Do you ever feel like the world of finances is over your head? Or perhaps you want to learn more but you don’t know where to start and feel overwhelmed? You’re not alone.
A Fidelity research study found that “only 47% of women say they would be confident discussing money and investing with a financial professional on their own.” As women we get a lot of messages about money, and many of them are not self-esteem boosters.
We have put together a list of 5 tips to help you build your money confidence and move beyond your financial fears.
Getting organized helps you build a clear picture of where you’re at and where you want to go. Whether it’s in an Excel document, through online programs like Mint.com, or in a notebook, begin to track where your money is coming from and where it’s going. Often fears come from the unknown. By starting the process of tracking and planning, you can begin to make the unknown known and reduce anxiety.
When you have a scary financial task in front of you, it’s important to find ways to bring in comfort and fun. A money date is a great way to reframe a scary task into a form of self-care. Break out a glass of wine, some yummy snacks, or go to a nice café. Begin to associate looking at your finances and facing those scary tasks as a way to make sure you feel at ease and healthy. Just like meditation is a way to slow things down and put intentional time aside to just be, a money date is a way to slow things down and put your focused attention on your finances.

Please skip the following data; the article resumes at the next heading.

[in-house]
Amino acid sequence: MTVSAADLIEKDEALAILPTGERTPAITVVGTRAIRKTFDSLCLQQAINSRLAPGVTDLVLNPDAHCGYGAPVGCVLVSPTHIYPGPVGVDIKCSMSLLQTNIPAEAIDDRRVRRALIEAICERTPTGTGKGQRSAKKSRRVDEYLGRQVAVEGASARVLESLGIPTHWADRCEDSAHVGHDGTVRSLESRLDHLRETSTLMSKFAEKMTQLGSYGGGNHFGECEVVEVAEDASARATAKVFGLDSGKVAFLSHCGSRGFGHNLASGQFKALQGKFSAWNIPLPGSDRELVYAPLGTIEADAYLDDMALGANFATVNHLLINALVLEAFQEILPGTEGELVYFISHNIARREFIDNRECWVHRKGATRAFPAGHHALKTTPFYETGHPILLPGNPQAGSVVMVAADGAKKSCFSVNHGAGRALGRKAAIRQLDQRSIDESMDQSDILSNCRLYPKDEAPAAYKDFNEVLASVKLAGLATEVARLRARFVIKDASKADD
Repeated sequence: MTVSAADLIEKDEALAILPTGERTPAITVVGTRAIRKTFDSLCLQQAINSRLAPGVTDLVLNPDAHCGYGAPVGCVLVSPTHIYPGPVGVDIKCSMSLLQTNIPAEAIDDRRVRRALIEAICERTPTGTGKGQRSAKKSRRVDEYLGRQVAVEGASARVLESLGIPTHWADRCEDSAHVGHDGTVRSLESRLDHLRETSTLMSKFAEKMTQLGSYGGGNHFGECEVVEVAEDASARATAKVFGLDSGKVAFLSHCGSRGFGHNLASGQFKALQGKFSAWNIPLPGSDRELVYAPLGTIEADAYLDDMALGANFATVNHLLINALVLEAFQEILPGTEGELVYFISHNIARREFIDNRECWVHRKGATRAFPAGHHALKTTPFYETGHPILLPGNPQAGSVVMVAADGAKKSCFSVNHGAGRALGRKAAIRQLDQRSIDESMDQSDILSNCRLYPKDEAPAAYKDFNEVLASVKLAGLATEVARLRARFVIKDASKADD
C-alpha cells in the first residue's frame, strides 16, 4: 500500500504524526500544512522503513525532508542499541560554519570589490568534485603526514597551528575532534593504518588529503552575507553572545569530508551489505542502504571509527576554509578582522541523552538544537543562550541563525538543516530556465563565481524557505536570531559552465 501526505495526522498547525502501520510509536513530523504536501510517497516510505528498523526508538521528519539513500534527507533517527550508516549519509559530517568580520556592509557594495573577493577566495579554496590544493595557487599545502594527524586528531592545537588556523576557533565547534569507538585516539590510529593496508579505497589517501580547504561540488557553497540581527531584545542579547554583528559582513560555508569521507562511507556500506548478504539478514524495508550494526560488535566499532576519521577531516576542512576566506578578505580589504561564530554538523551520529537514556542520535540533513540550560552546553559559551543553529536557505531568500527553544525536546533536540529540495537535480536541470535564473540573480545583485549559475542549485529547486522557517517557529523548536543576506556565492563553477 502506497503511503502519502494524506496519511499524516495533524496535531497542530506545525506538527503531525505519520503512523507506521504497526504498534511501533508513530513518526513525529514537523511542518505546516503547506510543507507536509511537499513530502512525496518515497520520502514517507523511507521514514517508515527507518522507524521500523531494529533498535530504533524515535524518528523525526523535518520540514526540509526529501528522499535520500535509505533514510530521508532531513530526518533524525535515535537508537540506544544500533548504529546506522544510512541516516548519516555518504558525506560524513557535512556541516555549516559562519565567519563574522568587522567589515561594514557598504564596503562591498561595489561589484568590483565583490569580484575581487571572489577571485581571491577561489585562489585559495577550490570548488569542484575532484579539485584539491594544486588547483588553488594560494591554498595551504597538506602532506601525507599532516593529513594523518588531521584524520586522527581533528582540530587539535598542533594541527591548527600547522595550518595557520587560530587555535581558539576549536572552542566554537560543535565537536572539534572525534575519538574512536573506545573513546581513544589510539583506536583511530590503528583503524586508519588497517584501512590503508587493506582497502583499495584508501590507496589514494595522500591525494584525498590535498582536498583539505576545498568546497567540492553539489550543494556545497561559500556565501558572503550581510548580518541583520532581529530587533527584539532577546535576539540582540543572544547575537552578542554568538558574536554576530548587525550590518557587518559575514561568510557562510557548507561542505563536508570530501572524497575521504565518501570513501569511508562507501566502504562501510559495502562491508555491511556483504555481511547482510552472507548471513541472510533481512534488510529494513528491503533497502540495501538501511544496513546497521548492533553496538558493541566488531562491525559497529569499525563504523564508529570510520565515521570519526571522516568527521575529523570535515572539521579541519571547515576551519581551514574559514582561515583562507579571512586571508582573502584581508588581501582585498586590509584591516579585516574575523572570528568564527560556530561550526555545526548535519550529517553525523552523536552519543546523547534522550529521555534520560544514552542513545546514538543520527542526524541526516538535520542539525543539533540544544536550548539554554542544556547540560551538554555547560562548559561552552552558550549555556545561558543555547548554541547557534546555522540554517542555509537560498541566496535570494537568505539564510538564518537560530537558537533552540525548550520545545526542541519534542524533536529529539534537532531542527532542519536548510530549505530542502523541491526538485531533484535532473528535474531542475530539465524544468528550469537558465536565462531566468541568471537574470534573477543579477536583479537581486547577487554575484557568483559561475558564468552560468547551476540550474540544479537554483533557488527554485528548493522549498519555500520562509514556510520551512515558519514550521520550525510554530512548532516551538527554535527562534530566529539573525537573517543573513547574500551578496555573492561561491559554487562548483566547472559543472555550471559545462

If you know what you need to do and find that you’re not doing it, this is the time to name the fear. Resistance is a sure sign that fear is in the house and needs some attention. Write down all the things that are getting in the way of taking your next financial step. Next, identify what the fear is underneath each resistance. This is where meditation, journaling, going to workshops, talking to a friend, and other forms of reflection can be really helpful.
After you have identified some of the fears, it is important to reconnect to the "Why?". Why is money important to you? What do you like about the way you have handled money up to this point? What kind of messages to you want to give to yourself and others about money? Reconnecting to the greater purpose of why you want to build a healthy relationship with money is going to be the fuel that will keep you motivated and inspired.
If we are going to change the statistic mentioned above, then we have to be the change. Talk about money with your friends; take the risk and call a financial planner for a consult; push yourself to talk about a money topic that is outside of your comfort zone. As women we have a lot of power, and it is important that we come together with compassion and curiosity to dispel myths and shame that often go along with conversations about money.